The Buzz

Is North Korea Developing the Capability to Sink U.S. Aircraft Carriers?

Before hitting the panic button, one should emphasize that Pyongyang might have extreme difficulty in finding and efficiently tracking U.S. warships at sea in order to provide its missiles with the requisite targeting data. The article’s author admits that this is the biggest problem since Pyongyang lacks a system of satellites and its land based radars “only have detection ranges out over the ocean to a distance of about 100km” [对海雷达深侧距离仅为100 公里]. Moreover, the author contends that this missile could be very vulnerable to electronic countermeasures, especially if it is reliant on mid-course transfer of targeting data. There is even some speculation that U.S. cyber hacking could be partially responsible for one of the missile’s test failures. Then, there is the additional problem, according to the Chinese analysis, that the likely explosive yield is inadequate and the “area of destructions is relatively small” [破坏面积比较小].

Despite its problems, the Chinese article concludes that the Hwasong-9 can form a potent weapon of “strategic deterrence” [战略威慑]. The mountainous landscape of North Korea is said to provide Pyongyang with ample terrain to hide these missiles—and the U.S. military is reported to be very poor at Scud hunting. Since they are said to be “a low cost platform” [平台成本底], moreover, the author suggests that North Korea can afford to fire these missiles in volleys. If these missiles can succeed in keeping U.S. aircraft carriers back 500km from the North Korean coast, they can “lower the effectiveness of any attack, and weaken the surprise of air strikes”从而消弱空中打击的突然性, 降低打击较率]. Even if attacking ships proves too difficult for North Korea to execute, the author notes the weapon could still be as a deterrent, since its accuracy would enable its employment against both Japanese and South Korean nuclear power stations.

As stated above, but let’s once again underline that there are very considerable technical barriers to entry here—ranging from ISR challenges to design of a warhead that can survive reentry and then go on to collect data and maneuver onto a moving target. Most Western specialists dismissed this capability out of hand last year when the weapon was first seriously discussed. But dismissing adversary capabilities can sometimes be foolhardy. Thus, U.S. intelligence specialists did not believe that Japan had the requisite technical proficiency to field advanced fighter aircraft or torpedoes in the 1930s and ignored reports stating otherwise in the open press. Many American sailors died in the Pacific War as a result of these analytical mistakes.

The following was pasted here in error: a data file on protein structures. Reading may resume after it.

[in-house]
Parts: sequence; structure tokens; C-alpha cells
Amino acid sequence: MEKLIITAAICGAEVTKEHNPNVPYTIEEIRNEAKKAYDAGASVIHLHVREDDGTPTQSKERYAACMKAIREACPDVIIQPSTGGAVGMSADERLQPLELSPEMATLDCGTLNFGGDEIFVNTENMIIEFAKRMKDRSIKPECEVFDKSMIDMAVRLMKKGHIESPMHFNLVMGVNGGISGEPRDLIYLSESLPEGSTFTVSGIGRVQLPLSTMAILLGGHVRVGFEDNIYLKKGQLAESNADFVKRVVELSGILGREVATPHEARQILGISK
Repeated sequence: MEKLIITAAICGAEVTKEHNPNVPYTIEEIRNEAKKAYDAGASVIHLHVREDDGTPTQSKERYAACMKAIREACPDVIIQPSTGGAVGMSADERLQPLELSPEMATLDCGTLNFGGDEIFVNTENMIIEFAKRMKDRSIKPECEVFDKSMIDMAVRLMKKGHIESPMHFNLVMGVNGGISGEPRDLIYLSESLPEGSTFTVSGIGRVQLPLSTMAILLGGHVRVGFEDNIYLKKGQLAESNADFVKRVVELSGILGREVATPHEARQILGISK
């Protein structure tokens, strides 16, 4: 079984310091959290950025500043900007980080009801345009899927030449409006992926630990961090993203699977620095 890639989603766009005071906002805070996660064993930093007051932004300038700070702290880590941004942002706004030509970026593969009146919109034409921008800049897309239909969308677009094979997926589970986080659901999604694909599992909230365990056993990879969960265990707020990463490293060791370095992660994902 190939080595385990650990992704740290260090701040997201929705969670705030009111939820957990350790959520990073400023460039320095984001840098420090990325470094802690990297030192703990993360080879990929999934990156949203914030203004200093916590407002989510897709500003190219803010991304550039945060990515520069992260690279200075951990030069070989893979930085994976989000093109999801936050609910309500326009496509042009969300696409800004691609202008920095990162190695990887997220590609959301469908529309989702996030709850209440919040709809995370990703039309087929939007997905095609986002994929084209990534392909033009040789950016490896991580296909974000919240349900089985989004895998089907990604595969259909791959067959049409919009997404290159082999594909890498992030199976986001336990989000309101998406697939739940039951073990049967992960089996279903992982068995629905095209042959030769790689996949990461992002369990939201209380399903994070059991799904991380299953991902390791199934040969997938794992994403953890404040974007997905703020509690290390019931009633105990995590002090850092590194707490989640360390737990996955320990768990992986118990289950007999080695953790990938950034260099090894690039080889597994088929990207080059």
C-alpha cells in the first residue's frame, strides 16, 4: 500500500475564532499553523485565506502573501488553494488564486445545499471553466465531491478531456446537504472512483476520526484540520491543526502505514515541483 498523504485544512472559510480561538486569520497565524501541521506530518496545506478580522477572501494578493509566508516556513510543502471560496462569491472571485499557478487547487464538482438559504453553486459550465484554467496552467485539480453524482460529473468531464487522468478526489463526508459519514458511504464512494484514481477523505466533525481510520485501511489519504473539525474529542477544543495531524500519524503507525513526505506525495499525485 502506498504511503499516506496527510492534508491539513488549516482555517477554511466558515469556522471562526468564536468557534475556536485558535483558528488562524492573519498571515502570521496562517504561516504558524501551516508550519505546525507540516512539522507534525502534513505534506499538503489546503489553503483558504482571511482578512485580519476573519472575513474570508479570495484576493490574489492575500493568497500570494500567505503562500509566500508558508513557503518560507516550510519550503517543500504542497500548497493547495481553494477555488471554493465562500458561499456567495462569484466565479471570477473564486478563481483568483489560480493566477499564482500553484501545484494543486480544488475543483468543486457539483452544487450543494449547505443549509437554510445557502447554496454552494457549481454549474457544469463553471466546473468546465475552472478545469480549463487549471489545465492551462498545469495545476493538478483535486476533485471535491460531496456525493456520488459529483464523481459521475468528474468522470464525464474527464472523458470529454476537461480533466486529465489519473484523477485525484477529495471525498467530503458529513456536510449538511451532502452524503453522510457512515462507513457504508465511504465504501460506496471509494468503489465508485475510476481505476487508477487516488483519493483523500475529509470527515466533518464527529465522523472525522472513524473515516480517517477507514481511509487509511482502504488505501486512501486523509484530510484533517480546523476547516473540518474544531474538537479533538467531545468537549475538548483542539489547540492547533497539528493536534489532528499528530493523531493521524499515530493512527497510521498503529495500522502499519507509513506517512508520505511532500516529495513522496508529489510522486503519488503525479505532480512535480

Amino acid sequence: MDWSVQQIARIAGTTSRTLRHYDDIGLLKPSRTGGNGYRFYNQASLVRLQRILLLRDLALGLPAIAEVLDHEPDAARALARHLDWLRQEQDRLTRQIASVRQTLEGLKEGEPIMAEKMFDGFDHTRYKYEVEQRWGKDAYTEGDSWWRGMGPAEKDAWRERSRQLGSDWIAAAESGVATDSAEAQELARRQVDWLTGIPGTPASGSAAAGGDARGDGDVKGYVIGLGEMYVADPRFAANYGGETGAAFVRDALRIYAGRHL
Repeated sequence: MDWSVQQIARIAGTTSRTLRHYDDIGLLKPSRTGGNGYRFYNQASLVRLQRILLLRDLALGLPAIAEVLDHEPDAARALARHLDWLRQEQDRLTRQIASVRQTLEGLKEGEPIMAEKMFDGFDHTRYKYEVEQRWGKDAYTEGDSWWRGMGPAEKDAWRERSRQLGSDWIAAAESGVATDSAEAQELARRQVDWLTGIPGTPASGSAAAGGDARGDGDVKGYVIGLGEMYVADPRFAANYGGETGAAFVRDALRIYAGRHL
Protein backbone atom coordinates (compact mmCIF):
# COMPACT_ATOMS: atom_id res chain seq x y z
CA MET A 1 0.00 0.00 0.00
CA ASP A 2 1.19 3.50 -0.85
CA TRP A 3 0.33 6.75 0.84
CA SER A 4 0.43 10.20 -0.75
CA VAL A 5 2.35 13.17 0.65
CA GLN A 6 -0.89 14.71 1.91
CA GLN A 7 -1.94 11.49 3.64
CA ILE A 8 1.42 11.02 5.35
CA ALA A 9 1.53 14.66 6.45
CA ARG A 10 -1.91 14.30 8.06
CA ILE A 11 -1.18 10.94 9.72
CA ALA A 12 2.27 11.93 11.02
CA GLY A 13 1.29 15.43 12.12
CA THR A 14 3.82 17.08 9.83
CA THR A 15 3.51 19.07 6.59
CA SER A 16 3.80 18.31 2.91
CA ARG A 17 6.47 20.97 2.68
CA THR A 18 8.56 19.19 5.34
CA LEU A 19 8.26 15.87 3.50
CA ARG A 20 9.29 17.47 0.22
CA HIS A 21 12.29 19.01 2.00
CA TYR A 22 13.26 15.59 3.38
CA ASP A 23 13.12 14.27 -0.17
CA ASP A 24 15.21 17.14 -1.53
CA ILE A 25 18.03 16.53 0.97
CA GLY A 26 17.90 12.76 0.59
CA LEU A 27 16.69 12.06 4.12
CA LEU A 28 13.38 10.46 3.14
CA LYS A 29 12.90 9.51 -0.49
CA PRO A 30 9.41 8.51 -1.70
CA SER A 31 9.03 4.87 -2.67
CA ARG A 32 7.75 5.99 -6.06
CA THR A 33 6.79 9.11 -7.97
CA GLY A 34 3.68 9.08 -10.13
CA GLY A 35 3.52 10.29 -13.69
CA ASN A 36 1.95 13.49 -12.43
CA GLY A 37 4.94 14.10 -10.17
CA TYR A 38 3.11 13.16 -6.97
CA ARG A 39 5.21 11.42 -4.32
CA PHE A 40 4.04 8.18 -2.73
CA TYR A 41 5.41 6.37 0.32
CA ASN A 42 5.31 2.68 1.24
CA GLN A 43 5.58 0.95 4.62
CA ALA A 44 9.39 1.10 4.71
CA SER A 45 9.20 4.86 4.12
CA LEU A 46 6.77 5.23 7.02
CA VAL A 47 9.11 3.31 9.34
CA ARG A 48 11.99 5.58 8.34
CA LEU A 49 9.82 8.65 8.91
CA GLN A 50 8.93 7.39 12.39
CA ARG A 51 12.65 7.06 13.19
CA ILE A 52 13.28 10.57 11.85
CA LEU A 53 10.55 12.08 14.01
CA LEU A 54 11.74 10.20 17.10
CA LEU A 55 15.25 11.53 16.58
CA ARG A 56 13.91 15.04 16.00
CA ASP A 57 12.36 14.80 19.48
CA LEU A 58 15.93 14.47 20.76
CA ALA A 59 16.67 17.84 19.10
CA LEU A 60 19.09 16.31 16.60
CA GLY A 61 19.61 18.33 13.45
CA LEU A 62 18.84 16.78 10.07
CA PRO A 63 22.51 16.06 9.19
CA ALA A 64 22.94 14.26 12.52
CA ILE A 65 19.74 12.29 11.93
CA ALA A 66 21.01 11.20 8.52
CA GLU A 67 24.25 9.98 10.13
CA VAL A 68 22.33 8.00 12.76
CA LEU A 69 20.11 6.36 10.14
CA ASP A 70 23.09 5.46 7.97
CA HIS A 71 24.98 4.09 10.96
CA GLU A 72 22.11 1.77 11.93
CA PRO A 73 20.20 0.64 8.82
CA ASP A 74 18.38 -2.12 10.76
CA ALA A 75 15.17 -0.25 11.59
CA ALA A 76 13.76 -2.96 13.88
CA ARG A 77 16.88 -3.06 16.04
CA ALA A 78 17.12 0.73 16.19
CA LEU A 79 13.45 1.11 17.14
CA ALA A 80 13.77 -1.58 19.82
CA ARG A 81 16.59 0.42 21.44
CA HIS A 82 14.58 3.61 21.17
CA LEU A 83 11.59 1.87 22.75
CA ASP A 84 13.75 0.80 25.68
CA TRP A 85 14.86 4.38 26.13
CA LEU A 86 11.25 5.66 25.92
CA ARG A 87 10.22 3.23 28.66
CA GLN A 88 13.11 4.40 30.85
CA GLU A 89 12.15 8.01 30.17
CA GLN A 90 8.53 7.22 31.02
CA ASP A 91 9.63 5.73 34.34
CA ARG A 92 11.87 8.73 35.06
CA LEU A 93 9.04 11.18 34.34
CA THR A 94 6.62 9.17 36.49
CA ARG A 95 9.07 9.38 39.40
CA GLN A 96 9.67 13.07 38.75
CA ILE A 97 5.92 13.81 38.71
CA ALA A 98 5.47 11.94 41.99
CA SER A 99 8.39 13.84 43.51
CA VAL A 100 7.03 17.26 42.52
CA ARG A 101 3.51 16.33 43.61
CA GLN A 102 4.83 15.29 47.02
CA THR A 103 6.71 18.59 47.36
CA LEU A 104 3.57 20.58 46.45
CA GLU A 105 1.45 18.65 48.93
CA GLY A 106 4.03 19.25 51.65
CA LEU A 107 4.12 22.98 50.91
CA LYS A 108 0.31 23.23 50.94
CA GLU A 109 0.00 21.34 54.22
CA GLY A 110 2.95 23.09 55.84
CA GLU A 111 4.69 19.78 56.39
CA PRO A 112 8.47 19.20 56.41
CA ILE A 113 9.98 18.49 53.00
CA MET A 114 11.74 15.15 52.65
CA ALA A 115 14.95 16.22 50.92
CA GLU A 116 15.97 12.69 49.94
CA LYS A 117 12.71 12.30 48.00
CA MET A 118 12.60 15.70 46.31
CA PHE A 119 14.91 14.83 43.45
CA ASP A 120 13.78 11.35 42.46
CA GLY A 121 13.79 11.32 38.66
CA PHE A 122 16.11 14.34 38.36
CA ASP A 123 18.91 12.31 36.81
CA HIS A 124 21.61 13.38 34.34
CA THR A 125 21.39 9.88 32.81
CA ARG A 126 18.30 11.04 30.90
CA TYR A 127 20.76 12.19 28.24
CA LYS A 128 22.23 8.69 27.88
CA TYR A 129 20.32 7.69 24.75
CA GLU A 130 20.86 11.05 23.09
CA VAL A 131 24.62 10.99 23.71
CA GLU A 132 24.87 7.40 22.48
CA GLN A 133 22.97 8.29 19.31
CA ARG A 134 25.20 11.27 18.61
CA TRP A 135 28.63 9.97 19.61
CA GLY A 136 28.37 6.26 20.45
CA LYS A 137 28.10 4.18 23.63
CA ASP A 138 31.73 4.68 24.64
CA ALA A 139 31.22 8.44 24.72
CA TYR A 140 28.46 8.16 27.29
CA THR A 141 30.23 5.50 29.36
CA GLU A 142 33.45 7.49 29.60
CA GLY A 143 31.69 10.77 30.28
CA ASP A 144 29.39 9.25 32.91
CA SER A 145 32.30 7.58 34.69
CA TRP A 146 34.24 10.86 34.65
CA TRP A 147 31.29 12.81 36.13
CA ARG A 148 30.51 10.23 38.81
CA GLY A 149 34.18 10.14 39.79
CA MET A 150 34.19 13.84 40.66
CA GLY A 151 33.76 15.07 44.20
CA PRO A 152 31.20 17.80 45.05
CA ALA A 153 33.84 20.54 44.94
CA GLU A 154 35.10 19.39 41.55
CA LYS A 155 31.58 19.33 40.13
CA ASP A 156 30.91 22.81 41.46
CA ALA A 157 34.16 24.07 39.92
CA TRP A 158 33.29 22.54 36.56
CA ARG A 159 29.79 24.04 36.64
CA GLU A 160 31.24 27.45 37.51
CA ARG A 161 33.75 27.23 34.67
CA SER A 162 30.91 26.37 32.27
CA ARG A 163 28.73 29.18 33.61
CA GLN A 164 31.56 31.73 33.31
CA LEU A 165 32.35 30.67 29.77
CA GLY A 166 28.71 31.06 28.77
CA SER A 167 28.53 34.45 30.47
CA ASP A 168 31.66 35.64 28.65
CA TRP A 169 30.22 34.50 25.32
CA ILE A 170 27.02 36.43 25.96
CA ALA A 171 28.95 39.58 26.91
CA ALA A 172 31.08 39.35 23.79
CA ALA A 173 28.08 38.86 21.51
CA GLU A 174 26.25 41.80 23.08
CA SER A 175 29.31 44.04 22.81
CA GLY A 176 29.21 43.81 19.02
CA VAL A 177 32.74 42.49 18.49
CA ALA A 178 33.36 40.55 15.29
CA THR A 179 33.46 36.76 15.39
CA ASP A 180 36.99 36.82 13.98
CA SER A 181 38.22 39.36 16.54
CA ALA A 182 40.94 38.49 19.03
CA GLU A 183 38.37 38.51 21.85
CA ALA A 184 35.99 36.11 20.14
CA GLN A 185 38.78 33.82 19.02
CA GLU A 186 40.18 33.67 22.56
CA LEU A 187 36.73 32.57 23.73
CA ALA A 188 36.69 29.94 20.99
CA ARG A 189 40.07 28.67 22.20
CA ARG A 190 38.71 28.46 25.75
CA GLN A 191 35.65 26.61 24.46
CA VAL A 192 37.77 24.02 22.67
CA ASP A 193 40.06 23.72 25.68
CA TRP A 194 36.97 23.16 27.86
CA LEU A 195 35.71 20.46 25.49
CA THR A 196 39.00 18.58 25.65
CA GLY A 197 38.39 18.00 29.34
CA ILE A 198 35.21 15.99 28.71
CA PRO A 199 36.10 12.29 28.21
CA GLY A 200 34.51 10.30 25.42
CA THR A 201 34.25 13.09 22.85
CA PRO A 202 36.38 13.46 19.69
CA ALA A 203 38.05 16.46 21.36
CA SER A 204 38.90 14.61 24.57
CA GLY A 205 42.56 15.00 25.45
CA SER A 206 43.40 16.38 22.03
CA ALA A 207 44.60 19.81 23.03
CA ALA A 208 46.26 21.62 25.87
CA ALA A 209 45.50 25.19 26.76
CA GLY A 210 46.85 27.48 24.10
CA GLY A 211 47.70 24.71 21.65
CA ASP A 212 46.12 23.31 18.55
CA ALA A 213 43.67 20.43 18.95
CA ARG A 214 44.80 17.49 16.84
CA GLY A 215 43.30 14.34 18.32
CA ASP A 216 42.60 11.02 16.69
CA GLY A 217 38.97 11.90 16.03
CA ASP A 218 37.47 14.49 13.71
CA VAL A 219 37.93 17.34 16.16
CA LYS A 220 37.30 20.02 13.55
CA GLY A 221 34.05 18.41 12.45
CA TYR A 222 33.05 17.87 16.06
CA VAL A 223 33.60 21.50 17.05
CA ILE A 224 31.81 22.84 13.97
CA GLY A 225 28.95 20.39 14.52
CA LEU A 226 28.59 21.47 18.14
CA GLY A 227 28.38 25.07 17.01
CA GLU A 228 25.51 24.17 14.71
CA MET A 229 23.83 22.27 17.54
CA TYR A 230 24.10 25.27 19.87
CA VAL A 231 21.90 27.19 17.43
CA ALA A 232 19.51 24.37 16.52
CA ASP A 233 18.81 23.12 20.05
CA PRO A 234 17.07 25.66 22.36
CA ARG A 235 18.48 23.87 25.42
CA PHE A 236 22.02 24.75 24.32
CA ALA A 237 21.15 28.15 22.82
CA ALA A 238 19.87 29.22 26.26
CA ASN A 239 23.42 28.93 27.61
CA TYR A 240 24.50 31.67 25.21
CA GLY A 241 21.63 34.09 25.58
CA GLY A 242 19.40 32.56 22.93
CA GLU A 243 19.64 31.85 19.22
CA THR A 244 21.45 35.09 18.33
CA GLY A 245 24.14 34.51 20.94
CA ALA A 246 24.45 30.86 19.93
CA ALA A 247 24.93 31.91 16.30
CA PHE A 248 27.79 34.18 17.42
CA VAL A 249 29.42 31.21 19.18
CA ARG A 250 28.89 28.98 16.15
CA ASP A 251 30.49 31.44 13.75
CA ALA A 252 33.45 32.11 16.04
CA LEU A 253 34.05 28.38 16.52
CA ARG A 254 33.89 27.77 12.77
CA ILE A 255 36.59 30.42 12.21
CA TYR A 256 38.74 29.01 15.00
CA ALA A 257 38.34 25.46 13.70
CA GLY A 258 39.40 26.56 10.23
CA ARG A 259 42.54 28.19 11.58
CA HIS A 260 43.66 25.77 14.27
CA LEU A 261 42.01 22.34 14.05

The Chinese analysis does not mock North Korean capabilities and believes that Pyongyang may yet master this weapons system. Could this be a type of psychological warfare operation—an effort to bluff by either Pyongyang or Beijing or both? Maybe, but maybe not. To take up the ISR problem briefly, one could certainly imagine that North Korea’s vast force of seventy submarines, 290 torpedo boats and 191 patrol boats could be useful in looking for the U.S. carrier groups lurking a couple hundred miles offshore. Fishing boats might be just as effective, moreover, especially in “phase zero,” (before actual hostilities have begun). North Korea has already experimented with drone surveillance and is quite likely to become much more proficient in that area, as well. Then, there is the unseemly scenario wherein China (or Russia) decide to covertly transfer the targeting data to North Korea. Indeed, China might be quite pleased to see the United States get a “bloody nose” that cannot quite be thoroughly attributed—just a “lucky shot” [幸运的射击] apparently. Finally, there is the rather discomforting possibility that Pyongyang opts to mount nuclear warheads onto these missiles. In that case, the targeting could be imperfect but the results might still be devastating.

The U.S. Navy need not fear North Korea, of course, but nor should it assume an incautious and haughty posture.

Lyle J. Goldstein is Professor of Strategy in the China Maritime Studies Institute (CMSI) at the United States Naval War College in Newport, RI. You can reach him at [email protected].. The opinions in his columns are entirely his own and do not reflect the official assessments of the U.S. Navy or any other agency of the U.S. government.

Image: Intercontinental ballistic missiles are seen at a grand military parade celebrating the 70th founding anniversary of the Korean People's Army at the Kim Il Sung Square in Pyongyang, in this photo released by North Korea's Korean Central News Agency (KCNA) February 9, 2018. KCNA/via REUTERS​

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